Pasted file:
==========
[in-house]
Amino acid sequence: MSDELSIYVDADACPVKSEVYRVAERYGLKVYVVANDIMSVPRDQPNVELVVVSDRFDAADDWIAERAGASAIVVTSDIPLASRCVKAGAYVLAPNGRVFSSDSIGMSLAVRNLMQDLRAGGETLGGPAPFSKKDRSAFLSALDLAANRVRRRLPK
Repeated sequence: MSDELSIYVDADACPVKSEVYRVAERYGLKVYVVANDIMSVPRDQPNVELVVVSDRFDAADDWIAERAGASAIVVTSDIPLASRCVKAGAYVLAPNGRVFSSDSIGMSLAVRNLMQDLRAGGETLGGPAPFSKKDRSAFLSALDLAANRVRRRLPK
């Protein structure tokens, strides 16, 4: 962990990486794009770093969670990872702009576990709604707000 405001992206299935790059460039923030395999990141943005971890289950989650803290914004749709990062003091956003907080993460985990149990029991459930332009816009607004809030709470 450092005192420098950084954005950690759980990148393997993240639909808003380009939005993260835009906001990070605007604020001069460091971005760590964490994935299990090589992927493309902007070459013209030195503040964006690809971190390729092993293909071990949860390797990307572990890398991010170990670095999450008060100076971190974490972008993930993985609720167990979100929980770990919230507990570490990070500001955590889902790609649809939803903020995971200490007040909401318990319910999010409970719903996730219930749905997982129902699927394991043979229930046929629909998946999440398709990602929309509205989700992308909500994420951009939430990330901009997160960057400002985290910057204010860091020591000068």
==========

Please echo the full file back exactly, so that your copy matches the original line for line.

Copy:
[in-house]
Amino acid sequence: MSDELSIYVDADACPVKSEVYRVAERYGLKVYVVANDIMSVPRDQPNVELVVVSDRFDAADDWIAERAGASAIVVTSDIPLASRCVKAGAYVLAPNGRVFSSDSIGMSLAVRNLMQDLRAGGETLGGPAPFSKKDRSAFLSALDLAANRVRRRLPK
Repeated sequence: MSDELSIYVDADACPVKSEVYRVAERYGLKVYVVANDIMSVPRDQPNVELVVVSDRFDAADDWIAERAGASAIVVTSDIPLASRCVKAGAYVLAPNGRVFSSDSIGMSLAVRNLMQDLRAGGETLGGPAPFSKKDRSAFLSALDLAANRVRRRLPK
């Protein structure tokens, strides 16, 4: 962990990486794009770093969670990872702009576990709604707000 405001992206299935790059460039923030395999990141943005971890289950989650803290914004749709990062003091956003907080993460985990149990029991459930332009816009607004809030709470 450092005192420098950084954005950690759980990148393997993240639909808003380009939005993260835009906001990070605007604020001069460091971005760590964490994935299990090589992927493309902007070459013209030195503040964006690809971190390729092993293909071990949860390797990307572990890398991010170990670095999450008060100076971190974490972008993930993985609720167990979100929980770990919230507990570490990070500001955590889902790609649809939803903020995971200490007040909401318990319910999010409970719903996730219930749905997982129902699927394991043979229930046929629909998946999440398709990602929309509205989700992308909500994420951009939430990330901009997160960057400002985290910057204010860091020591000068």